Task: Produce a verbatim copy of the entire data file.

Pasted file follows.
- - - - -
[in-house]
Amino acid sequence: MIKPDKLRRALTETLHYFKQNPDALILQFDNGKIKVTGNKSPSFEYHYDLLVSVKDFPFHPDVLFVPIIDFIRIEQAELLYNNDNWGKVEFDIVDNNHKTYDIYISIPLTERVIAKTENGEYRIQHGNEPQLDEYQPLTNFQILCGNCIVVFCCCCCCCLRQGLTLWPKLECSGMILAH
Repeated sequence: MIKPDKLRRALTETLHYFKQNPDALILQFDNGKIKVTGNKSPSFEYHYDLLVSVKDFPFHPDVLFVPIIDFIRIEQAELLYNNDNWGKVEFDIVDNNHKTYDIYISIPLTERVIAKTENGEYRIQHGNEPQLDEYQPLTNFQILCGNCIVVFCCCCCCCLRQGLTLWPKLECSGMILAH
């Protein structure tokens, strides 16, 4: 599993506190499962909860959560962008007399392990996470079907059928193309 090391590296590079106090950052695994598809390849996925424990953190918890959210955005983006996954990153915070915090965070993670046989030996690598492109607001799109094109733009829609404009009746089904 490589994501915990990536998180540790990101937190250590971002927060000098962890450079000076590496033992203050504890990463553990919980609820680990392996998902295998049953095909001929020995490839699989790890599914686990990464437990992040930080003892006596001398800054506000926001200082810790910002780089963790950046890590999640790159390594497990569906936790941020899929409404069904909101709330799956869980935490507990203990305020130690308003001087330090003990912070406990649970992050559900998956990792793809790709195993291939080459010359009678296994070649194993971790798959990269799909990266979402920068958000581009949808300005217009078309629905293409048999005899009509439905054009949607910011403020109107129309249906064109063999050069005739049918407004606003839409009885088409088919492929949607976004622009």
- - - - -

[in-house]
Amino acid sequence: MIKPDKLRRALTETLHYFKQNPDALILQFDNGKIKVTGNKSPSFEYHYDLLVSVKDFPFHPDVLFVPIIDFIRIEQAELLYNNDNWGKVEFDIVDNNHKTYDIYISIPLTERVIAKTENGEYRIQHGNEPQLDEYQPLTNFQILCGNCIVVFCCCCCCCLRQGLTLWPKLECSGMILAH
Repeated sequence: MIKPDKLRRALTETLHYFKQNPDALILQFDNGKIKVTGNKSPSFEYHYDLLVSVKDFPFHPDVLFVPIIDFIRIEQAELLYNNDNWGKVEFDIVDNNHKTYDIYISIPLTERVIAKTENGEYRIQHGNEPQLDEYQPLTNFQILCGNCIVVFCCCCCCCLRQGLTLWPKLECSGMILAH
């Protein structure tokens, strides 16, 4: 599993506190499962909860959560962008007399392990996470079907059928193309 090391590296590079106090950052695994598809390849996925424990953190918890959210955005983006996954990153915070915090965070993670046989030996690598492109607001799109094109733009829609404009009746089904 490589994501915990990536998180540790990101937190250590971002927060000098962890450079000076590496033992203050504890990463553990919980609820680990392996998902295998049953095909001929020995490839699989790890599914686990990464437990992040930080003892006596001398800054506000926001200082810790910002780089963790950046890590999640790159390594497990569906936790941020899929409404069904909101709330799956869980935490507990203990305020130690308003001087330090003990912070406990649970992050559900998956990792793809790709195993291939080459010359009678296994070649194993971790798959990269799909990266979402920068958000581009949808300005217009078309629905293409048999005899009509439905054009949607910011403020109107129309249906064109063999050069005739049918407004606003839409009885088409088919492929949607976004622009």